As seen in this earlier article, there are numerous reasons why settlements become deserted and are reduced to ghost towns. Depletion of natural resources, surplus industry and lawlessness have all contributed to settlers uprooting themselves and their families and moving on. But sometimes disasters on an unprecedented scale can lead to larger urban areas – even whole cities – being abandoned. Pripyat in Ukraine, once home to 50,000 people, is one of the most notorious examples. Founded in 1970 to house workers from the Chernobyl Nuclear Power Plant, it was abandoned in 1986 following the terrible disaster that happened there, and has been a “zone of alienation” ever since.
After the catastrophe, Pripyat was abandoned in just two days. The city of Slavutych, 45 miles to the west, was built as replacement accomodation for scientists and plant workers in 1986. Over the years, lack of maintenance and heavy vandalism have left the buildings in Pripyat in a serious state of disrepair. Some of the buildings are literally decaying into the ground, as seen in the partial collapse of a former school in 2005. It is now not uncommon to see the works of man and nature coexisting side by side, as trees and plants engulf the crumbling buildings.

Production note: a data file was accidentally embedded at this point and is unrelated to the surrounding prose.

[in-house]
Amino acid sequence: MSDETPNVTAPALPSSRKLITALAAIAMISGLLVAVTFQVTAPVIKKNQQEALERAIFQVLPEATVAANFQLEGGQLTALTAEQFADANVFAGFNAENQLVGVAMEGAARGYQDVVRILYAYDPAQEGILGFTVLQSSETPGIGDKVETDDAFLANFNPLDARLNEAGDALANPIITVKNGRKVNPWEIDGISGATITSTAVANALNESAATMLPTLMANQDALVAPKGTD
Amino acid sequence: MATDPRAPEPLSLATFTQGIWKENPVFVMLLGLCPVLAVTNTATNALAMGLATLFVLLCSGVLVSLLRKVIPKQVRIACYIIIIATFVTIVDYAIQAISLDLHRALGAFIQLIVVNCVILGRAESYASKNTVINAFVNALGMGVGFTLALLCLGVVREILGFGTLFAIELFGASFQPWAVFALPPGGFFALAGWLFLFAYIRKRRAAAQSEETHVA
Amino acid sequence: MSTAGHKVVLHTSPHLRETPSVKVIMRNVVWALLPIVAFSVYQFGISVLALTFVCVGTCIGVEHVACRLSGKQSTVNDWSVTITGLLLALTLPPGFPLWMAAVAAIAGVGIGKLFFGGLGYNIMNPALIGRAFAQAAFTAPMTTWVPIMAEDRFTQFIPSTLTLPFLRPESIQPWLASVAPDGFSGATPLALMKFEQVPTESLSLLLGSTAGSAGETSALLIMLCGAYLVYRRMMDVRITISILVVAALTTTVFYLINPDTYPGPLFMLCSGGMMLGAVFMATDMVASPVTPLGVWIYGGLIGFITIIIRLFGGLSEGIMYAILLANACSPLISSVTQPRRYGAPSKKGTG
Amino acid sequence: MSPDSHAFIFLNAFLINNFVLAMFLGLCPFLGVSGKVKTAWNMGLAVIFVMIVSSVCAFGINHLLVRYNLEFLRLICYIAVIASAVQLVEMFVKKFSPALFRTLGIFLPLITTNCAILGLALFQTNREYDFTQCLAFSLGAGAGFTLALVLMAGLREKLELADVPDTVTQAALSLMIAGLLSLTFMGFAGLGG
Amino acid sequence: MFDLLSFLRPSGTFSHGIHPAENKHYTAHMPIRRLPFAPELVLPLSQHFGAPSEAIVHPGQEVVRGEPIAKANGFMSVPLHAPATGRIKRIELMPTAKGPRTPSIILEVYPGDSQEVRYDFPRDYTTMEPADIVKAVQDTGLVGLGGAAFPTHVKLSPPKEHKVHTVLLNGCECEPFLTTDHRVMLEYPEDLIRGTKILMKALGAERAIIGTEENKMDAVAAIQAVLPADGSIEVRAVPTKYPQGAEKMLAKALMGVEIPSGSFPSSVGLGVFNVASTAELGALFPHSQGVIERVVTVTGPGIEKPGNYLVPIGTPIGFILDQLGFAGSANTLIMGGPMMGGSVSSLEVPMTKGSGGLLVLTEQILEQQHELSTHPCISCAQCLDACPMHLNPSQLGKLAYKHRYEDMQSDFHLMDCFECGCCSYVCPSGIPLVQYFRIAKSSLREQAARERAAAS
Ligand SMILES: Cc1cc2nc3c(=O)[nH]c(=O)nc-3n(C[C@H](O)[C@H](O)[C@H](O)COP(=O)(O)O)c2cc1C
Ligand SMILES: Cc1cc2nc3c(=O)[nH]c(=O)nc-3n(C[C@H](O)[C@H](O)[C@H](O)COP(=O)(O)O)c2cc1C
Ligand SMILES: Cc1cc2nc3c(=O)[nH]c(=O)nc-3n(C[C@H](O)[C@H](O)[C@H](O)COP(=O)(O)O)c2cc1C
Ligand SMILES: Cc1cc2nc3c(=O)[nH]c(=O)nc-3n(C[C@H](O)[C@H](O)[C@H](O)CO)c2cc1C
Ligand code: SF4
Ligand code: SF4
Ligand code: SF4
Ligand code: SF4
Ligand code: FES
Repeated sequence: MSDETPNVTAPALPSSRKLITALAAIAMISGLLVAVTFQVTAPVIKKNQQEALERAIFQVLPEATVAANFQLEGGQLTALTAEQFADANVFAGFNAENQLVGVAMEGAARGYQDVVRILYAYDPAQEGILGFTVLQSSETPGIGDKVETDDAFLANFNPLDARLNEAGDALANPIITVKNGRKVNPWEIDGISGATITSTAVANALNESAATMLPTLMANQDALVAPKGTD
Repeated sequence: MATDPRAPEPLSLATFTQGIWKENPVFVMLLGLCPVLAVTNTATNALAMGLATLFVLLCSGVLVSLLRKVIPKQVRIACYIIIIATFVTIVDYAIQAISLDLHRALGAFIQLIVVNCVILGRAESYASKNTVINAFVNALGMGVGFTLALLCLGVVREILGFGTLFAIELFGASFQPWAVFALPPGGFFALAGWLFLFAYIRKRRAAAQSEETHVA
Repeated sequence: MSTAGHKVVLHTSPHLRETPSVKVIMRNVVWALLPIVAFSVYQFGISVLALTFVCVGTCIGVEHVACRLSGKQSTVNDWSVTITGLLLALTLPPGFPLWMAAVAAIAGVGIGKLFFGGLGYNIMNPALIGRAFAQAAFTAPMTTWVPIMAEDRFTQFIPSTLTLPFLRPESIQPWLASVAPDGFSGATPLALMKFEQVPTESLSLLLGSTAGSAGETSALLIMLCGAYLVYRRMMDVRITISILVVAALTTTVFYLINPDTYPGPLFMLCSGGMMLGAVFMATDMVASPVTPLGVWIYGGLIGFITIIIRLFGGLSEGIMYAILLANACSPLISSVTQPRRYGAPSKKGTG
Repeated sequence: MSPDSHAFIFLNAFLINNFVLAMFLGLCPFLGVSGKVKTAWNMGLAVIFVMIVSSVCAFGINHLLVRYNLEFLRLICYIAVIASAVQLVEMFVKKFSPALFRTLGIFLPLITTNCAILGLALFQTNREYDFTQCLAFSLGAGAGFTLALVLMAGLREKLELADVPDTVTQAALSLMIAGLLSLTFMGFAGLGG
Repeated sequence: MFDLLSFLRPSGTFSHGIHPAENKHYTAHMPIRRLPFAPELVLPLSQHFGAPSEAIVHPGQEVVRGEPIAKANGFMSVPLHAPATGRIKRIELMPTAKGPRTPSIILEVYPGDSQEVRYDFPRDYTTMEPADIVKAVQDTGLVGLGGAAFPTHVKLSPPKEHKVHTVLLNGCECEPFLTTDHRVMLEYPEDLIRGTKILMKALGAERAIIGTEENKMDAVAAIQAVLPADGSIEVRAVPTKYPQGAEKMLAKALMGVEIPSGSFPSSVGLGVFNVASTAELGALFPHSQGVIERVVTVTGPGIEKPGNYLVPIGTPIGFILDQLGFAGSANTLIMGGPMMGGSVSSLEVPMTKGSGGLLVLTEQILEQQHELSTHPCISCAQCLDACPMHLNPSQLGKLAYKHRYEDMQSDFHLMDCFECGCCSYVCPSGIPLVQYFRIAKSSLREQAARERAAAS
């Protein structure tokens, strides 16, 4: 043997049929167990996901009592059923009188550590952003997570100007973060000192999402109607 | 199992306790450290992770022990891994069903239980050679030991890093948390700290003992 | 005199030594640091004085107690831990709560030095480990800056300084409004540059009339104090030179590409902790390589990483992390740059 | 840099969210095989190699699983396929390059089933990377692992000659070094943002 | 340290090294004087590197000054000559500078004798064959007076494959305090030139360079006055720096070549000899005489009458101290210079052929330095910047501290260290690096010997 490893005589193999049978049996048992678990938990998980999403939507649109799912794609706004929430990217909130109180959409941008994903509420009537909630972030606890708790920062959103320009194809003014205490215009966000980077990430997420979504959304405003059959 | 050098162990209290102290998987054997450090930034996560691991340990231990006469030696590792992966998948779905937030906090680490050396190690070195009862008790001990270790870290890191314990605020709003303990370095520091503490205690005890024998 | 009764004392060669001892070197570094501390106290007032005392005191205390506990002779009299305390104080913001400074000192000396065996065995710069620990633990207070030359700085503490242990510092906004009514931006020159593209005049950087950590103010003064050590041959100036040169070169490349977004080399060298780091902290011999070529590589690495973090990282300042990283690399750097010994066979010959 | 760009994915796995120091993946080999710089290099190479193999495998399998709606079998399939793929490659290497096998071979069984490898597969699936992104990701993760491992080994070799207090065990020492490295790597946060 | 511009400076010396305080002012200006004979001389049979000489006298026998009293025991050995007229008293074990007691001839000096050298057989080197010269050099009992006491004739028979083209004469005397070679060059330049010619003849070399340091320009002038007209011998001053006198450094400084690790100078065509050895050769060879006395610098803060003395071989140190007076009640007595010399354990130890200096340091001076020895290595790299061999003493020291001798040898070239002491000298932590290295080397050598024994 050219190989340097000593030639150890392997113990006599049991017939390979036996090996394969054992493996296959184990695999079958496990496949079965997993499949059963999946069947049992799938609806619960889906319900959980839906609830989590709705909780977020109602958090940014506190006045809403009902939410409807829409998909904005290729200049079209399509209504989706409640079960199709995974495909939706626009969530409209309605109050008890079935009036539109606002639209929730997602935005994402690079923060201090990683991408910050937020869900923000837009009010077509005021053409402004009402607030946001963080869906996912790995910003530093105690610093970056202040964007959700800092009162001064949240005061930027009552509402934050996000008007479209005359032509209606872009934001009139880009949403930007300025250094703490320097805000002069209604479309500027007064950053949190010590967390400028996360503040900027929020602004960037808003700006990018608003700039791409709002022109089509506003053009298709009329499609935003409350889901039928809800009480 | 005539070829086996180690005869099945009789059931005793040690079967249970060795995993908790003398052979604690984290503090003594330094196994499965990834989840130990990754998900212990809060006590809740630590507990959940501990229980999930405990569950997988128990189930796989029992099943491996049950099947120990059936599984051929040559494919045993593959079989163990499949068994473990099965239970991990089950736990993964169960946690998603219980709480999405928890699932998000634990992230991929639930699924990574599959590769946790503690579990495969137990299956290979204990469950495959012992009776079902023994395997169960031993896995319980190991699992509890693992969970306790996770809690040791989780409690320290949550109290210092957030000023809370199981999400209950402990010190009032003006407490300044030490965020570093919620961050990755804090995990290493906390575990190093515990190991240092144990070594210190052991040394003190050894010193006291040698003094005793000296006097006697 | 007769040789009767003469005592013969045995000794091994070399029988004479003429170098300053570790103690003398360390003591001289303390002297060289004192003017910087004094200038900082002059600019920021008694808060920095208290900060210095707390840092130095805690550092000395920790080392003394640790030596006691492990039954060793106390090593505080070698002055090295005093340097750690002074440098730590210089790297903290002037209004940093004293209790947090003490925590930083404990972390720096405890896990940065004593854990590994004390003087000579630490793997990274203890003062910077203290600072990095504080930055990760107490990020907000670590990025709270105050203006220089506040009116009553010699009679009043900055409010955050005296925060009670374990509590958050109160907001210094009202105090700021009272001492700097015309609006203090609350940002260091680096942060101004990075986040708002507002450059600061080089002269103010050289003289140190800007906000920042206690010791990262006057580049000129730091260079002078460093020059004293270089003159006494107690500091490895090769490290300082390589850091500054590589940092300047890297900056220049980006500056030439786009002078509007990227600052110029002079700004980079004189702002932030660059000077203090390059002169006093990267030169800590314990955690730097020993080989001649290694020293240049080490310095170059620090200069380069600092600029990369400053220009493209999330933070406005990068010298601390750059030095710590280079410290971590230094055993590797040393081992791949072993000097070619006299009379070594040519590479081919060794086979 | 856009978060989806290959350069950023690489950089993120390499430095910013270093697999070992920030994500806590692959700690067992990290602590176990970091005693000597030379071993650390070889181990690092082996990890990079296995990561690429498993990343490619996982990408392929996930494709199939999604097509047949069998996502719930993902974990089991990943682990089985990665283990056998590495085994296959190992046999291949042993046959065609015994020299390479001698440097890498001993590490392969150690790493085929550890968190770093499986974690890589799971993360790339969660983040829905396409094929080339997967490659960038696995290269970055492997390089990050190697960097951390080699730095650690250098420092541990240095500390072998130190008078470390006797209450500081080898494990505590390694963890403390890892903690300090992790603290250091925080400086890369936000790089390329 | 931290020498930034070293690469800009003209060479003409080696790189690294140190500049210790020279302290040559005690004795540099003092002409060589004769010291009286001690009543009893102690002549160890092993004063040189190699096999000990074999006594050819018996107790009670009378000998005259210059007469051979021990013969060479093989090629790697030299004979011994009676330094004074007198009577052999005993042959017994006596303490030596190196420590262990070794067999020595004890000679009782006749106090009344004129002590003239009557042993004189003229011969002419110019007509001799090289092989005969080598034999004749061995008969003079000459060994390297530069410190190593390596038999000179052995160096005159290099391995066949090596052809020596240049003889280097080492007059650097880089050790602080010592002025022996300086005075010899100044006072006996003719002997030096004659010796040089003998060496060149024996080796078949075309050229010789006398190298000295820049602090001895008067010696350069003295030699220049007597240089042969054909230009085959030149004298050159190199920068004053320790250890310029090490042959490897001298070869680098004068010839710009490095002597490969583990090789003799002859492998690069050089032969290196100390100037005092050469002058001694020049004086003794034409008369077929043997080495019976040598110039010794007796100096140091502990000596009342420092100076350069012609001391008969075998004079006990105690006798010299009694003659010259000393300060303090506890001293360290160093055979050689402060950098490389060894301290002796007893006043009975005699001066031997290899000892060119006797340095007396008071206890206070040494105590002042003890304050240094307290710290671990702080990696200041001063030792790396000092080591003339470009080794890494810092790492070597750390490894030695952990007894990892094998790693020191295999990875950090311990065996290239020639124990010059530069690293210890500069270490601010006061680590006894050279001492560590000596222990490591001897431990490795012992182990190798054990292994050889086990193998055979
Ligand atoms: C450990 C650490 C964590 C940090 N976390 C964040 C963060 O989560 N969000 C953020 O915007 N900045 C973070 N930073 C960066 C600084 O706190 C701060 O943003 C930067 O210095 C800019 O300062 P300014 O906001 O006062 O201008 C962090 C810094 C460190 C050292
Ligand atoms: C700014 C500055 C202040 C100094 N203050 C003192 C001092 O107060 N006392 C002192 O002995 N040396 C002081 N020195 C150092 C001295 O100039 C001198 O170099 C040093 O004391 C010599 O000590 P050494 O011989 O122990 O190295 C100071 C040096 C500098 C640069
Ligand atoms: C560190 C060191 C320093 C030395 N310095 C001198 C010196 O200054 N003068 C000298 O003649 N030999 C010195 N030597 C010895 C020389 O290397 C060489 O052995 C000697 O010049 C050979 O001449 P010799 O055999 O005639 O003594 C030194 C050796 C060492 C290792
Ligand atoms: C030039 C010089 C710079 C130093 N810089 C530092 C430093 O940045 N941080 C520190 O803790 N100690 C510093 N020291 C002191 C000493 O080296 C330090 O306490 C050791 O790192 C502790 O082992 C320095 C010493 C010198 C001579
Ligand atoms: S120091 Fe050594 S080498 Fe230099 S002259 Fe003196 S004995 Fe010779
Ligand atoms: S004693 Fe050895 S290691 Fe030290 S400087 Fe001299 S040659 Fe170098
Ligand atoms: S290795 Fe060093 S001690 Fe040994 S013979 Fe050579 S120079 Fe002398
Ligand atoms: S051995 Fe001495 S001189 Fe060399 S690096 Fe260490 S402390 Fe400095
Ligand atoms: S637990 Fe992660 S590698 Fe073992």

The zone of alienation is considered relatively safe today, and the city can even be visited with a guide. While the perimeter is guarded by police, a number of Ukrainian companies offer tours and obtaining permission is reportedly easy. But even so, this is surely still very much an “at your own risk” activity… For those who do try and obtain permission, the swift nature of evacuation meant that many internal fixtures remain inside the buildings, such as cots in a children’s nursery (pictured), giving the city a eerie and reportedly uncomfortable atmosphere.
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